The WHO has recognized burnout syndrome as a mental condition. Thanks to this new classification, the visibility of this disorder will be greater thus enabling better management of sick leave. However, until the year 2022, the new classification that recognizes the occupational burnout as a mental disorder will not come into force.

What is burnout syndrome?

Burnout syndrome is a mental disorder which is known as occupational burnout. It is a condition that has a clear emotional origin and develops in the work environment. A combination of the worker’s pace of life and the anxiety caused by the job itself are the main triggers for this disorder.

Occupational depression is one of the clearest symptoms of burnout syndrome. In addition, there is a curious feature regarding this disorder, since it is usually suffered by those who have chosen their profession in a vocational way and not out of obligation. Therefore, occupational burnout is common in sectors such as healthcare, science and education.

When the disorder begins to appear, the employee shows the first signs in the work environment but, gradually, the syndrome takes over other areas of life, until it becomes an active part of the family and social life of the affected person.

Types of disorders

  • Active Burnout Syndrome: the worker is active, both at work and outside. They maintain good relationships outside the profession.
  • Passive Burnout Syndrome: Apathy is one of the symptoms in this case. The employee shows signs of negativity in all areas of their life.

Symptoms of burnout syndrome

  • Feeling of despondency and helplessness in the work environment.
  • Lack of energy at work.
  • Fall in job performance, as a result of not obtaining the expected results. This frustrates and creates feelings of failure.
  • Irritation, negativity, distancing in the workplace.
  • Lack of collaboration with co-workers.
  • Problems with concentration at work.
  • Inability to achieve anything, which generates a feeling of being overwhelmed.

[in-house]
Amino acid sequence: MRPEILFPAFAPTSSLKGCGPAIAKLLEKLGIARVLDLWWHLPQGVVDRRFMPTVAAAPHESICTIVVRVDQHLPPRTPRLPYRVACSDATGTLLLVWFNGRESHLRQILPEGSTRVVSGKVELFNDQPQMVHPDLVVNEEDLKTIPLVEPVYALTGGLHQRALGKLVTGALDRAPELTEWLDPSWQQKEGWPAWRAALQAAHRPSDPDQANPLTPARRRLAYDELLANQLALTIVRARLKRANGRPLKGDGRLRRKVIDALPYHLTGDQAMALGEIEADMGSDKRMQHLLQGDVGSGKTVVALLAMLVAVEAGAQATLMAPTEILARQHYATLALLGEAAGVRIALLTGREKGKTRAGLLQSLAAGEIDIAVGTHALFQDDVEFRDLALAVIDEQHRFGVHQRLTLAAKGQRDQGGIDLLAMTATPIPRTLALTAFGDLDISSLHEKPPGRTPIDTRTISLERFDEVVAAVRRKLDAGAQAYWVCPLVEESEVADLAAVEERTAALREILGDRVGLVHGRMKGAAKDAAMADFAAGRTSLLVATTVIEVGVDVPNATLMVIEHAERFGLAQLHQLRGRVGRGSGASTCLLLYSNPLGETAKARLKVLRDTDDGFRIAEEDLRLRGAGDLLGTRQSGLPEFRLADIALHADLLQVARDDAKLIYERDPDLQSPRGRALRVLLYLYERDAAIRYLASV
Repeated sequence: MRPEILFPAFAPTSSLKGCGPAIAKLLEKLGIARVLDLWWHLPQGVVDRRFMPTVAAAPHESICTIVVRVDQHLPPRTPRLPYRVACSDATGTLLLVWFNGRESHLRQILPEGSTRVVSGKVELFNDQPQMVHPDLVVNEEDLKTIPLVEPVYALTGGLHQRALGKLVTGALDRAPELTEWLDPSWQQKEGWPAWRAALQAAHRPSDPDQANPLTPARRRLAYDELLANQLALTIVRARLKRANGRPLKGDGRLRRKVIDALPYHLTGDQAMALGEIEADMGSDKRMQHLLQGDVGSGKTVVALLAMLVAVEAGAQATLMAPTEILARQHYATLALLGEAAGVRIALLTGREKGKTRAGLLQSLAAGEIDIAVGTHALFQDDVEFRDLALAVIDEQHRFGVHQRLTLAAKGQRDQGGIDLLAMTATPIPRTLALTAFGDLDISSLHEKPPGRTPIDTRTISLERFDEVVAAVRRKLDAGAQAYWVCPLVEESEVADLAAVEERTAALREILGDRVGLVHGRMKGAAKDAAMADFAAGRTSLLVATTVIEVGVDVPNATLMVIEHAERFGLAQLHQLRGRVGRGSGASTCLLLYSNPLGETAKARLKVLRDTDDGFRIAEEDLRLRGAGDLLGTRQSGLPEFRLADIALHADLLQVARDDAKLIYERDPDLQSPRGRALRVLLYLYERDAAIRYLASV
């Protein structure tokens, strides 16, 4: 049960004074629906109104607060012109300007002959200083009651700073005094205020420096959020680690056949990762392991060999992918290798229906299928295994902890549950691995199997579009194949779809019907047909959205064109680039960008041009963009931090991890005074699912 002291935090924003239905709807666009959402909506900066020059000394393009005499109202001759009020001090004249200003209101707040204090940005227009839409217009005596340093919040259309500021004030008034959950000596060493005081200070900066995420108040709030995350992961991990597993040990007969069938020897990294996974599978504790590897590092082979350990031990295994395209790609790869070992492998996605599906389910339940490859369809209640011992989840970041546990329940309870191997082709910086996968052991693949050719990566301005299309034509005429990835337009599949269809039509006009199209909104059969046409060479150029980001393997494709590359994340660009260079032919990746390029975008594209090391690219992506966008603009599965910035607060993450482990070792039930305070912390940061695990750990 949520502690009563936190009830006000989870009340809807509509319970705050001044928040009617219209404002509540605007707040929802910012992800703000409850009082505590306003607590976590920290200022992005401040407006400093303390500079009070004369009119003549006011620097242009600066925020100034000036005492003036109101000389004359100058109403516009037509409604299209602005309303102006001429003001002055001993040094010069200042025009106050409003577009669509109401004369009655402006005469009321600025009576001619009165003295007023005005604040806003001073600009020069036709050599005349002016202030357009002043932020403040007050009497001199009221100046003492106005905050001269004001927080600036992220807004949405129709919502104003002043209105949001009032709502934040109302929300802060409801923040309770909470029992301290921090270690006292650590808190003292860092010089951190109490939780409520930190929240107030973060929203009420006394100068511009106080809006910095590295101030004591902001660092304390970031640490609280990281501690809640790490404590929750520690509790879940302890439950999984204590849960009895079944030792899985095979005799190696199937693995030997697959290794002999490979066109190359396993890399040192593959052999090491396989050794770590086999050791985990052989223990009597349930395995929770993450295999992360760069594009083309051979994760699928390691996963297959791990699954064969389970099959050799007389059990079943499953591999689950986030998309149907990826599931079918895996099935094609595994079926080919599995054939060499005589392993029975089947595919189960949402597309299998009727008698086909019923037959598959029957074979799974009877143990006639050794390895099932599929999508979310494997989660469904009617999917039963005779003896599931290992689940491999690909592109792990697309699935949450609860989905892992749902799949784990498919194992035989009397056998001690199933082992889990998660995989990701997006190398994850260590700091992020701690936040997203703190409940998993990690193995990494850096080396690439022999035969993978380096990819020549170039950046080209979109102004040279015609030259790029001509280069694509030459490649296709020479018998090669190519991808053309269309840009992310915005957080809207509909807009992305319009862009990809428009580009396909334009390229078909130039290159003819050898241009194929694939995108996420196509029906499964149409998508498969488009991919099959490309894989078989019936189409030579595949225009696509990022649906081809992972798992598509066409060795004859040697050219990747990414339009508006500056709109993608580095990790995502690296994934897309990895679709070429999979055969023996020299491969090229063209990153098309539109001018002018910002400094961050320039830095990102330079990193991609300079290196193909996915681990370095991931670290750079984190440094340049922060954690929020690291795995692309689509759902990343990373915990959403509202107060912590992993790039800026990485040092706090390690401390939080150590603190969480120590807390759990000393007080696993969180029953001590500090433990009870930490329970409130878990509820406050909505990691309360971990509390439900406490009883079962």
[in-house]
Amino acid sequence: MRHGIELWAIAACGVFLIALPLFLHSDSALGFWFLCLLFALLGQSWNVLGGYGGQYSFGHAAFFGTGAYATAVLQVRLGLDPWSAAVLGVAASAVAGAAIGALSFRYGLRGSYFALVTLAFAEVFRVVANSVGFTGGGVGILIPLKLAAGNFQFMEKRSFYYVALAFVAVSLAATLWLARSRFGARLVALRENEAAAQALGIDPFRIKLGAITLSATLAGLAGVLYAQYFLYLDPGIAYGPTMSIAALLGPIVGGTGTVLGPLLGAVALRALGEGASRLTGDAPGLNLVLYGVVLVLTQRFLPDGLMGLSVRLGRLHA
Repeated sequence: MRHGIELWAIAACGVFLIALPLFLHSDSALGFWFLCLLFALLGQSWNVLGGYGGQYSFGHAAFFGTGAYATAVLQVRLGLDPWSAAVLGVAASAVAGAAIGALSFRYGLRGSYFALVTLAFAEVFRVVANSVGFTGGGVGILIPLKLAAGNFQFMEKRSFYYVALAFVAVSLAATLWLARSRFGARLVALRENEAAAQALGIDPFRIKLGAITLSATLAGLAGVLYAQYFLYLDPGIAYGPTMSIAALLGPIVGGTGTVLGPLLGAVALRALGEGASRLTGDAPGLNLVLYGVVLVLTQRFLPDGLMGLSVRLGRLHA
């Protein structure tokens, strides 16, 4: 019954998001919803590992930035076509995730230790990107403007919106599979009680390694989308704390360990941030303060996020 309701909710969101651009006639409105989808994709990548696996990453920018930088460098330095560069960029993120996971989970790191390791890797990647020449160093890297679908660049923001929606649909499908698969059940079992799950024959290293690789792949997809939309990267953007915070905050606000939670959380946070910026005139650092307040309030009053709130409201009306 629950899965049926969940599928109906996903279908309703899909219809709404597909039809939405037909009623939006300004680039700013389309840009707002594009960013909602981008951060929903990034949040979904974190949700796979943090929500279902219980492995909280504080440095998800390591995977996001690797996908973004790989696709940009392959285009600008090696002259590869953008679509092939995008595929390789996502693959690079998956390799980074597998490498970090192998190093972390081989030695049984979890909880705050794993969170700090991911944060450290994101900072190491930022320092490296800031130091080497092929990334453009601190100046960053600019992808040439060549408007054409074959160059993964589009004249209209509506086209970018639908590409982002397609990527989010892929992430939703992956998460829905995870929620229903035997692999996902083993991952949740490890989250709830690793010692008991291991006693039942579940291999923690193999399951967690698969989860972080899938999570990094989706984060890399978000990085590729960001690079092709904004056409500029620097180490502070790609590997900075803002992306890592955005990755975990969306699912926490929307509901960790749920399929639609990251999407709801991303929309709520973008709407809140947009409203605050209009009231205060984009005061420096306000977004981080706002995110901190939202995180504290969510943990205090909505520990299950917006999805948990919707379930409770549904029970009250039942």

• Constant stress and nervousness.
  • Increased aggressiveness.
  • Physical discomfort, such as a headache.
  • Below normal performance.
  • Communication problems in the work environment.
  • Tachycardia and anxiety.

Causes of burnout syndrome

The appearance of the first symptoms of burnout is usually preceded by some very specific causes, which develop in the workplace:

  • Excessive stress levels.
  • Excess workload.
  • Lack of autonomy to act at work.
  • Poor job relationships.
  • Few training resources in the workplace that enable the tasks to be carried out successfully and efficiently.
  • Usually, the burnt-out worker does not receive enough support in their personal life.
  • Working hours that are too long are also the cause of these types of disorders.
  • Lack of resources for successfully performing each task.

Risk factors for burnout worker syndrome

High job expectations

It is normal for each worker to develop expectations in their job position, aimed at promoting professional development. A clear feature of burnout syndrome is the development of high, almost unattainable, expectations. In fact, the expectations can be so high that, when analysed with perspective, it is easy to see that they are impossible to achieve.

This situation promotes the development of the symptoms of this disorder such as anxiety. The worker becomes frustrated realising that they will not achieve everything they have set out to do.

Personality traits

Insecure people, who show a certain dependence on their work and personal environment, are more likely to suffer from burnout syndrome. The personality of the worker, therefore, is influential in the development of symptoms compatible with this mental disorder.

Lack of organization

A clear risk factor for developing burned-out worker syndrome is a defect in the labour framework at the organizational level. This often happens due to lack of time and work overload. The consequence is an increase in excessive work, which is impossible to organize and categorize.

Prevention and diagnosis of Burnout

To prevent burnout syndrome, measures must be taken in the company itself, since the work environment is the most critical in these cases. The company must have the necessary tools to analyse stressful situations in its workers.

In addition, employees must be provided with all the tools they need to perform their role successfully. Setting up and running quality training programs is an influential factor in the prevention of this type of disorder.

The employee must also do their part to prevent Burnout syndrome. Maintaining a collaborative attitude in the company and with co-workers is essential.

It is also important to have realistic job expectations, which do not lead to increased stress at work. The employee must maintain their objectives and ambitions, but also stay calm.

In order to carry out a true diagnosis of burnout syndrome, it is very important to be aware of the symptoms suffered by the worker. In addition, it is also essential that the person responsible for the diagnosis knows the real situation in the company, in order to be able to make a quality judgement.

At Melt Group we are aware of all pathologies associated with the workplace. From our experience in Human Resources, we actively work with companies to find the right candidates for each job position. In this way, we avoid choosing personnel who are vulnerable to suffering pathologies such as burnout syndrome. Contact Melt Group and enjoy the benefits of our experience in your company.

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